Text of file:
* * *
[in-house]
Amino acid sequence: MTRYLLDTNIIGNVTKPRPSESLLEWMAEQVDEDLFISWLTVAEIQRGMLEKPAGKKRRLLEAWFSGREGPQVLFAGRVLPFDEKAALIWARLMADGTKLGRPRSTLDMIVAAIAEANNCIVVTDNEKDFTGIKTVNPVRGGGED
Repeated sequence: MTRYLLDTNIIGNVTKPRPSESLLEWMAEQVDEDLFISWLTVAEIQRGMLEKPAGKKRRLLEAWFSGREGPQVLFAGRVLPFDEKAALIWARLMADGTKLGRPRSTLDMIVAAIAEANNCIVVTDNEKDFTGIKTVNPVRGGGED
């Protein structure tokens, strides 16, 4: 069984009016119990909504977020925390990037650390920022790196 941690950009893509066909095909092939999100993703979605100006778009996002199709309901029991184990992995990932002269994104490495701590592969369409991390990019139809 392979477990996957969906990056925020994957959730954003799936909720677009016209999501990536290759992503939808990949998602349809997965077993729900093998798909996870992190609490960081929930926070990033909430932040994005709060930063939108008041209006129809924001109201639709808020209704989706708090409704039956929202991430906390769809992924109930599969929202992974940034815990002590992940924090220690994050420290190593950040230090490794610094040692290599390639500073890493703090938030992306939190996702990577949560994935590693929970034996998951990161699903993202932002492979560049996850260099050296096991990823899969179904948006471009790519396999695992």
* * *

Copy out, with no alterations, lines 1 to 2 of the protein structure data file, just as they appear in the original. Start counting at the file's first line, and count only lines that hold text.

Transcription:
[in-house]
Amino acid sequence: MTRYLLDTNIIGNVTKPRPSESLLEWMAEQVDEDLFISWLTVAEIQRGMLEKPAGKKRRLLEAWFSGREGPQVLFAGRVLPFDEKAALIWARLMADGTKLGRPRSTLDMIVAAIAEANNCIVVTDNEKDFTGIKTVNPVRGGGED